Gospel for June 28, 2009, Sunday

Claretian Communications Foundation, Inc.

Posted at Jun 28 2009 12:00 AM | Updated as of Jun 28 2009 09:27 AM

13th Week in Ordinary Time

1st Reading: Wis 1:13–15; 2:23–24
God did not make death, nor does he rejoice in the destruction of the living. Since he has created everything, all creatures of the universe are for our good; there is no deadly poison in them and the netherworld has no dominion over the earth, because immortal is not submitted to death. Indeed God created man to be immortal in the likeness of his own nature, but the envy of the devil brought death to the world, and those who take his side shall experience death.

2nd Reading: 2 Cor 8:7, 9, 13–15
You excel in everything: in the gifts of faith, speech and knowledge; you feel concern for every cause and, besides, you are first in my heart. Excel also in this generous service.
You know well the generosity of Christ Jesus, our Lord. Although he was rich, he made himself poor to make you rich through his poverty.
I do not mean that others should be at ease and you burdened. Strive for equality; at present give from your abundance what they are short of, and in some way they also will give from their abundance what you lack. Then you will be equal and what Scripture says shall come true: To the one who had much, nothing was in excess; to the one who had little, nothing was lacking.

Gospel: Mk 5:21–43
Jesus then crossed to the other side of the lake and while he was still on the shore, a large crowd gathered around him. Jairus, an official of the synagogue, came up and seeing Jesus, threw himself at his feet and asked him earnestly, “My little daughter is at the point of death. Come and lay your hands on her so that she may get well and live.”
Jesus went with him and many people followed, pressing from every side. Among the crowd was a woman who had suffered from bleeding for twelve years. She had suffered a lot at the hands of many doctors and had spent everything she had, but instead of getting better, she was worse. Since she had heard about Jesus, this woman came up?behind him and touched his cloak thinking, “If I just touch his clothing, I shall get well.” Her flow of blood dried up at once, and she felt in her body that she was healed of her complaint.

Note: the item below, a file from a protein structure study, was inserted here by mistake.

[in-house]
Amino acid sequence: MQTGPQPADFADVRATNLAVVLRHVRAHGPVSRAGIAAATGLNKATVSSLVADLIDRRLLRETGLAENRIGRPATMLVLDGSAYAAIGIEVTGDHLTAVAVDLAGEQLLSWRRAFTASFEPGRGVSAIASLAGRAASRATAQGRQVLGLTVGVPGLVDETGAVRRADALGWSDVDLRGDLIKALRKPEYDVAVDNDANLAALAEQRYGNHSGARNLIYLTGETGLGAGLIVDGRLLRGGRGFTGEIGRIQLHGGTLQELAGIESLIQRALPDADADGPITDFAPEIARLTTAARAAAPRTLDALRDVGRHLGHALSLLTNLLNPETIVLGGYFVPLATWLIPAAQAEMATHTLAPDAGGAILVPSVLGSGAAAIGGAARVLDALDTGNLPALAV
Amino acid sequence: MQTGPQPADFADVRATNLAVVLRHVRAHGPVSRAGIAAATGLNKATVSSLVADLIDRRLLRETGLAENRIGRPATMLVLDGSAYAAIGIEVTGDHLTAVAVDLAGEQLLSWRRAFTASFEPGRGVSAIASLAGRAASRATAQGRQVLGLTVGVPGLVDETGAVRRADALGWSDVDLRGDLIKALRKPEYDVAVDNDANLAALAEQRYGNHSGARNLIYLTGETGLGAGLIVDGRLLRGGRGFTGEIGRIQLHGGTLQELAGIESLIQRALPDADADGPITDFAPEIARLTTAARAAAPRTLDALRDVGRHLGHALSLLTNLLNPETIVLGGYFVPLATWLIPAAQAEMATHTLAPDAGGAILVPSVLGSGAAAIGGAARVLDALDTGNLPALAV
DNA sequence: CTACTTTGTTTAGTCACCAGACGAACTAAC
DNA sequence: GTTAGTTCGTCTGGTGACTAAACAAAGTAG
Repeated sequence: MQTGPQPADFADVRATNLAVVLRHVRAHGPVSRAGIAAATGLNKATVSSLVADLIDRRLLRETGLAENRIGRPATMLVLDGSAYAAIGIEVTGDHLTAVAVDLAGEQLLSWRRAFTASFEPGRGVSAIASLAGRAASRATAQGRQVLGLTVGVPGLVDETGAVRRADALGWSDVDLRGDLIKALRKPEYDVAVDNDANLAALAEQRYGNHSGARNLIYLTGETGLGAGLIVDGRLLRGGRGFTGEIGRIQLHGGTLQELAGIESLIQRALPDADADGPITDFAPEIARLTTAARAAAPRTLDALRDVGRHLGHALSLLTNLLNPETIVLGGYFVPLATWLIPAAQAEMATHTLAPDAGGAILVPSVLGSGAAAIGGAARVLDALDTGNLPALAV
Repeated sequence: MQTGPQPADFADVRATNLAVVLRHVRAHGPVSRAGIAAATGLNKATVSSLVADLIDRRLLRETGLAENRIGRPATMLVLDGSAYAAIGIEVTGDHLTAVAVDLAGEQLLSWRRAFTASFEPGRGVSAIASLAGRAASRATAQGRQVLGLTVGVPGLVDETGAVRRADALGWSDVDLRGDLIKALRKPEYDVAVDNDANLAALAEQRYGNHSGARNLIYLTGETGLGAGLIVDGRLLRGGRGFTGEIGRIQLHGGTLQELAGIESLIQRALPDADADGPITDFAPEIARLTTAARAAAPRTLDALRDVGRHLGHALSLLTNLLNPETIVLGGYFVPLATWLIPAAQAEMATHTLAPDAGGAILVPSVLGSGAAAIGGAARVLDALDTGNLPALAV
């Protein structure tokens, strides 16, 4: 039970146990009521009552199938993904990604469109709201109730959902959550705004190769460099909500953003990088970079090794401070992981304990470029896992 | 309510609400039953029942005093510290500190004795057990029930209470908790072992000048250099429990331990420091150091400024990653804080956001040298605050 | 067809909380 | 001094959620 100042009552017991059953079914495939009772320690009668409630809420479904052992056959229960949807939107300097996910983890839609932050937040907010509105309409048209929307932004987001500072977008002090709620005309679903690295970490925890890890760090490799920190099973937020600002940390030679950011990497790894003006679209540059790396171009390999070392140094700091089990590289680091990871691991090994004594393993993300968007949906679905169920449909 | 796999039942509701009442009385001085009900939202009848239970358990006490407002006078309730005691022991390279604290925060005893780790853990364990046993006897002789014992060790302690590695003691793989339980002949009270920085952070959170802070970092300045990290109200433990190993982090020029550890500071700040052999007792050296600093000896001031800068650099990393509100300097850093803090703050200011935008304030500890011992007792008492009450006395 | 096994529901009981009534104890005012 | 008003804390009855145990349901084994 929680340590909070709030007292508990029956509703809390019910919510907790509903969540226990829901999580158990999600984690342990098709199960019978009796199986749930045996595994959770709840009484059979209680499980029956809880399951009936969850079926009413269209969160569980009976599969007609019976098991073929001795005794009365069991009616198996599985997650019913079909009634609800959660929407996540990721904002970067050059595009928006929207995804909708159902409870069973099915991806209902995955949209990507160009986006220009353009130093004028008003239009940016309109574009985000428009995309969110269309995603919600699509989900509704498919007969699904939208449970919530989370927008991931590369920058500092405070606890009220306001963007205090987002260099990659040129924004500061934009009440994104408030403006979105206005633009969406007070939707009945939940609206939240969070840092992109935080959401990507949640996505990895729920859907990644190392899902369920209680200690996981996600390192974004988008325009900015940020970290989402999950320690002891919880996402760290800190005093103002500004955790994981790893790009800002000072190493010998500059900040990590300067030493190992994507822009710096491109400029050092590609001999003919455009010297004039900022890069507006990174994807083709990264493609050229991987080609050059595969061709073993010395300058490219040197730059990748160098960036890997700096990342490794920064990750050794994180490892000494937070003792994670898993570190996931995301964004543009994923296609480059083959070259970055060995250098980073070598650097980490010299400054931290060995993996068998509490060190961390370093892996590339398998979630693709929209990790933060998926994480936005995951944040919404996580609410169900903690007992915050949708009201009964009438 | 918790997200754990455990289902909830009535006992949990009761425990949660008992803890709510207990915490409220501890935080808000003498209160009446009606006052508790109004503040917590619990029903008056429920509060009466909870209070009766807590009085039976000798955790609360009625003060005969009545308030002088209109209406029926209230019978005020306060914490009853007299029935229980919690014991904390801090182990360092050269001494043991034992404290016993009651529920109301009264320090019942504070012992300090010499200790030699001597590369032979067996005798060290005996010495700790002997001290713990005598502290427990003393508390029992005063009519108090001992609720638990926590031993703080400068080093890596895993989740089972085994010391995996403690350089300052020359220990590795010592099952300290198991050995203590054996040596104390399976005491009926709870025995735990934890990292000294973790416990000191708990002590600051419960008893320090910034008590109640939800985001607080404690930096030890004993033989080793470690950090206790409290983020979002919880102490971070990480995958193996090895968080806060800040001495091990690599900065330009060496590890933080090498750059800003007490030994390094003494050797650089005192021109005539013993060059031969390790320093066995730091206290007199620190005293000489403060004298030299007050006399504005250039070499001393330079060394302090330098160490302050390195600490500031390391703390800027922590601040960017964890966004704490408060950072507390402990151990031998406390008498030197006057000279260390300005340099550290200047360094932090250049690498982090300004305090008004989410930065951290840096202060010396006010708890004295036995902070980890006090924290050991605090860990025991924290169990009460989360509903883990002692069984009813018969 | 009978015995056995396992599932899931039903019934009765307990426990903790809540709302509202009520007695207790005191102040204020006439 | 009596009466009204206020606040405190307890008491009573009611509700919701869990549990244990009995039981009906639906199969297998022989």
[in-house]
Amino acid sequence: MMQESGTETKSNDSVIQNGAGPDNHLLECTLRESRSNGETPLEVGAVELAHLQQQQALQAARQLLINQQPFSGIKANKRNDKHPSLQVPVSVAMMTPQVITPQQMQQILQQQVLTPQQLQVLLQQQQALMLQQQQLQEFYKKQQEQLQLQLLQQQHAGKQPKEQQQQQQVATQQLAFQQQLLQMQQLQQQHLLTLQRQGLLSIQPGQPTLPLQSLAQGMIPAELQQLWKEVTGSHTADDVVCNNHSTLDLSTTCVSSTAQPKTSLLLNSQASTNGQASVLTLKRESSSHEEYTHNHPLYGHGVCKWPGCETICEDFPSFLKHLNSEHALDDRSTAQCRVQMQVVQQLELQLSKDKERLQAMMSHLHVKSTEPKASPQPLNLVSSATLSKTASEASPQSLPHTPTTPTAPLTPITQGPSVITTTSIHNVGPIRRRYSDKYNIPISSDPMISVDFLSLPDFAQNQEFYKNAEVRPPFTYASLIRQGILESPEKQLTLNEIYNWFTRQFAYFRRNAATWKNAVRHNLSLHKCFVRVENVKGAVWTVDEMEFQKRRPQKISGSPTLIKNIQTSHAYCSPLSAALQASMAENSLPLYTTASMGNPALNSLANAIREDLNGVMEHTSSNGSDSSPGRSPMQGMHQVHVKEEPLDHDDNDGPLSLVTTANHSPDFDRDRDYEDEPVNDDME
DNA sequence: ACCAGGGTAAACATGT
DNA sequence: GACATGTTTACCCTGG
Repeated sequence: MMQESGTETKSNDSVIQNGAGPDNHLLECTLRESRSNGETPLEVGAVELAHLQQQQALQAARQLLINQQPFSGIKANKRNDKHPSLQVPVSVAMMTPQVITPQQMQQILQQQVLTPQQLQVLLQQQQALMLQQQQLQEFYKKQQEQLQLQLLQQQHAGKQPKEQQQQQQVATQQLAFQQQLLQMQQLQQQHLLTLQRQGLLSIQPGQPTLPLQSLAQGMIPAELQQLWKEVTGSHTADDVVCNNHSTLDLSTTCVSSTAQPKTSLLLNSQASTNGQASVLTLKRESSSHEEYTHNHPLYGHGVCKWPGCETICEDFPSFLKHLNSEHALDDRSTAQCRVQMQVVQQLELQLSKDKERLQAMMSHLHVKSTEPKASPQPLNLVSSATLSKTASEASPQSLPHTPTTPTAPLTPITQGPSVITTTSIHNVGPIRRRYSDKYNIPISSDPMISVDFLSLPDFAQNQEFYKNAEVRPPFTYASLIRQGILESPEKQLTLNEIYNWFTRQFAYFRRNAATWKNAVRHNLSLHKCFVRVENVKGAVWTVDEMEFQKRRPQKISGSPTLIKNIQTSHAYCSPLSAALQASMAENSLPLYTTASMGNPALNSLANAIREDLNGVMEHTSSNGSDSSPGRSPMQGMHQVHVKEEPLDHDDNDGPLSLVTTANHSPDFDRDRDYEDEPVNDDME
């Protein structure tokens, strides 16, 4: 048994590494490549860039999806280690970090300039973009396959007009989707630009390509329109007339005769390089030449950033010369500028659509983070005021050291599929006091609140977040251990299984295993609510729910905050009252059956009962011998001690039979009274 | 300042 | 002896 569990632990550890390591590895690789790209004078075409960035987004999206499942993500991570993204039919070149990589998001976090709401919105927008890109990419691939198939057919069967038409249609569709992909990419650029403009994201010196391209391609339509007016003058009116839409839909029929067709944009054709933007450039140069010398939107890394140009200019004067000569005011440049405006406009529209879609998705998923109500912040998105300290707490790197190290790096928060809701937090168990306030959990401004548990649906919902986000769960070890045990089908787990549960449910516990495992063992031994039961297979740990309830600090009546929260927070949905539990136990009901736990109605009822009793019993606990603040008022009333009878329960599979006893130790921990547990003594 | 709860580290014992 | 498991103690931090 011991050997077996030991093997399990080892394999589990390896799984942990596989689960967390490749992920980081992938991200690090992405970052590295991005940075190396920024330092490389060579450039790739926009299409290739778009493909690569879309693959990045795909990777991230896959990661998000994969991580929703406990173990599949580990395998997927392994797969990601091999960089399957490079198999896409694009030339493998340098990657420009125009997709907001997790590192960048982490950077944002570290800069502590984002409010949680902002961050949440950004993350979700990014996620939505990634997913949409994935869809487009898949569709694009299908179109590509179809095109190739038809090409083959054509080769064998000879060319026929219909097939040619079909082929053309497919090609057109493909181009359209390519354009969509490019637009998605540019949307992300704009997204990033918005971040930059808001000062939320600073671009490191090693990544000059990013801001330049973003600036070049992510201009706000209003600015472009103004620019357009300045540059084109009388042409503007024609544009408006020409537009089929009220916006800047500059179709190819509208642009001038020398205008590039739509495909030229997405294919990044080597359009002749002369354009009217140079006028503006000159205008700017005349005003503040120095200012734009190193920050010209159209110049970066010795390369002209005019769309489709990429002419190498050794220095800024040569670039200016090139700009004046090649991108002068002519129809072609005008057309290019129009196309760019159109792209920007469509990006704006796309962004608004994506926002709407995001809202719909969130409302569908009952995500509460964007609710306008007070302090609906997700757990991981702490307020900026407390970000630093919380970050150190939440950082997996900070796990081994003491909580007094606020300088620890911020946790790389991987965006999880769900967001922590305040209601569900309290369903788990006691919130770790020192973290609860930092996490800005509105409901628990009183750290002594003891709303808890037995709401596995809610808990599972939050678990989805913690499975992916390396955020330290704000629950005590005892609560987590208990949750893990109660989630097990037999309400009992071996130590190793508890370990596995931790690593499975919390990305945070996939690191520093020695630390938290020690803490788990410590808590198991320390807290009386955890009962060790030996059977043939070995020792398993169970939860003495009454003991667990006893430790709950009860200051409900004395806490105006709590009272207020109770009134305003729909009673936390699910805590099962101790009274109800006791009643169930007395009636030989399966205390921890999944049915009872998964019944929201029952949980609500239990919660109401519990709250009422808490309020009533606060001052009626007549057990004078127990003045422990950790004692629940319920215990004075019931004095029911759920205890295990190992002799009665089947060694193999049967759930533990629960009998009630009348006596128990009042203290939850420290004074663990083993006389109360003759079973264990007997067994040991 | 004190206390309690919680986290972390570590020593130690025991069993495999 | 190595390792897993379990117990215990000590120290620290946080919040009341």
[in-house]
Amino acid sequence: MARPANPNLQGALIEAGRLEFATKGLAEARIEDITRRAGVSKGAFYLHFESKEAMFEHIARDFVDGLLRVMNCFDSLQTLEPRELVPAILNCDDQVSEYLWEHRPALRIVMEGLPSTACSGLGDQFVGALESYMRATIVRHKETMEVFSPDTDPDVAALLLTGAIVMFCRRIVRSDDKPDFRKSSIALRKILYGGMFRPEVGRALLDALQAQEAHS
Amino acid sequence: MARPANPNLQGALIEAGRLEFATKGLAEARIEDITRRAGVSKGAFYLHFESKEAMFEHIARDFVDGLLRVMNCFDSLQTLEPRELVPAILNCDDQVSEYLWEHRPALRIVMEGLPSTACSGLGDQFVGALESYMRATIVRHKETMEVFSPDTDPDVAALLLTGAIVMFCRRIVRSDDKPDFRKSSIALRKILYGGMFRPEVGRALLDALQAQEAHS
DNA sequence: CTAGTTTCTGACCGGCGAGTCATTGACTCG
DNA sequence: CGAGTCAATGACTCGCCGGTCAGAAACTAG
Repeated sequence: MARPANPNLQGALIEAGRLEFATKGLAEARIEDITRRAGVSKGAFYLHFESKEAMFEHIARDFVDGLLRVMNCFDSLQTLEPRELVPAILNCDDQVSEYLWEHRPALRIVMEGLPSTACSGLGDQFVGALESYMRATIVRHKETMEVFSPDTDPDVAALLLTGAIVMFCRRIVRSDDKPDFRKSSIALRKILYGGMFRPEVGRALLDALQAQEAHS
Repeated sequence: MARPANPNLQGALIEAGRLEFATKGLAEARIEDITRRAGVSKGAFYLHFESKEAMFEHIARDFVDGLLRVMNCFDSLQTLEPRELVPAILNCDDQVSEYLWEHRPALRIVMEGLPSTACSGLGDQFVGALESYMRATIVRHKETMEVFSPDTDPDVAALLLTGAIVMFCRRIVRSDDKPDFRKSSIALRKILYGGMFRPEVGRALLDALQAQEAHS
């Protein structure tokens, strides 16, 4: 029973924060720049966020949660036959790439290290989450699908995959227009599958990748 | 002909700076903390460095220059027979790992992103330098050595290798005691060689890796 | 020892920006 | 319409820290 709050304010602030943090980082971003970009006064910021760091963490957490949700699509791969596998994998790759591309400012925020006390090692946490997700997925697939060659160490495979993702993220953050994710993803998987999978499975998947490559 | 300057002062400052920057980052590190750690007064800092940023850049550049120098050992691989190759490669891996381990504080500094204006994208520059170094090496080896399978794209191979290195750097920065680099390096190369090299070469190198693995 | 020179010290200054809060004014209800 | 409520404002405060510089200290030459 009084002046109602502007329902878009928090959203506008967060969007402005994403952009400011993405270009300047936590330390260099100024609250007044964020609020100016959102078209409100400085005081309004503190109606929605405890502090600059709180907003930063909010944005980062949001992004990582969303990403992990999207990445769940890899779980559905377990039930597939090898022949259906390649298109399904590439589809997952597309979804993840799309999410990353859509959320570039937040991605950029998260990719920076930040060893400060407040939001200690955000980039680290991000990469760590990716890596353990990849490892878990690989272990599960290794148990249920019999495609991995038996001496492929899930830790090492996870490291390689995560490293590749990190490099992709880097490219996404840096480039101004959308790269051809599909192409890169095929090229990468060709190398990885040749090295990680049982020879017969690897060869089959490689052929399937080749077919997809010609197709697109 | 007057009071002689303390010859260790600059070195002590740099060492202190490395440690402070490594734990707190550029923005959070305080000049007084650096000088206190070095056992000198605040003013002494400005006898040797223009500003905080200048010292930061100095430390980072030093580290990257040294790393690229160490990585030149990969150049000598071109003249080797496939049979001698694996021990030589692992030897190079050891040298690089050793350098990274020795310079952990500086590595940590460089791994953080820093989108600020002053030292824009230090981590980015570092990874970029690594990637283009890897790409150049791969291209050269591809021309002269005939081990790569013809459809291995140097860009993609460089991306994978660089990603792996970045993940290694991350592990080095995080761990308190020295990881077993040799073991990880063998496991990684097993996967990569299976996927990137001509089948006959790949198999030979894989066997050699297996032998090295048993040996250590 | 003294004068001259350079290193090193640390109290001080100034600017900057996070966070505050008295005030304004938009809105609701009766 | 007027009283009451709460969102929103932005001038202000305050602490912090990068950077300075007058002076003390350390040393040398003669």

But Jesus was conscious that healing power had gone out from him, so he turned around in the crowd and asked, “Who touched my clothes?” His disciples answered, “You see how the people are crowding around you. Why do you ask who touched you?” But he kept looking around to see who had done it. Then the woman, aware of what had happened, came forward trembling and afraid. She knelt before him and told him the whole truth.
Then Jesus said to her, “Daughter, your faith has saved you; go in peace and be free of this illness.”
While Jesus was still speaking, some people arrived from the official’s house to inform him, “Your daughter is dead. Why trouble the Master any further?” But Jesus ignored what they said and told the official, “Do not fear, just believe.” And he allowed no one to follow him except Peter, James and John, the brother of James.
When they arrived at the house, Jesus saw a great commotion with people weeping and wailing loudly. Jesus entered and said to them, “Why all this commotion and weeping? The child is not dead but asleep.”
They laughed at him. But Jesus sent them outside and went with the child’s father and mother and his companions into the room where the child lay. Taking her by the hand, he said to her, “Talitha kumi!” which means: “Little girl, get up!”
The girl got up at once and began to walk around. (She was twelve years old.) The parents were astonished, greatly astonished. Jesus strictly ordered them not to let anyone know about it, and told them to give her something to eat.

Faith is powerful. The faith of Jairus brought Jesus into his home and saved his daughter from death. The faith of the woman with the chronic bleeding brought her healing and a renewed lease on life. These accounts are given to us in the Gospel so that our faith might be strengthened and that we, too, might be saved from death and brought to the fullness of life.
Faith is not an abstraction. Our faith rests in a person, the person of Jesus Christ. Faith is not wishful thinking. Faith is a conviction that with God, all things are possible. Faith is not contrary to reason. Faith is the means by which our human reason is elevated so that we can know the world the way it truly is, charged with the grandeur of God.
Faith will not last forever. Faith will one day give way to sight. We will no longer need faith when we behold our God and see Him face to face. Then will our faith be vindicated. Then will we reach our faith’s goal, our salvation.
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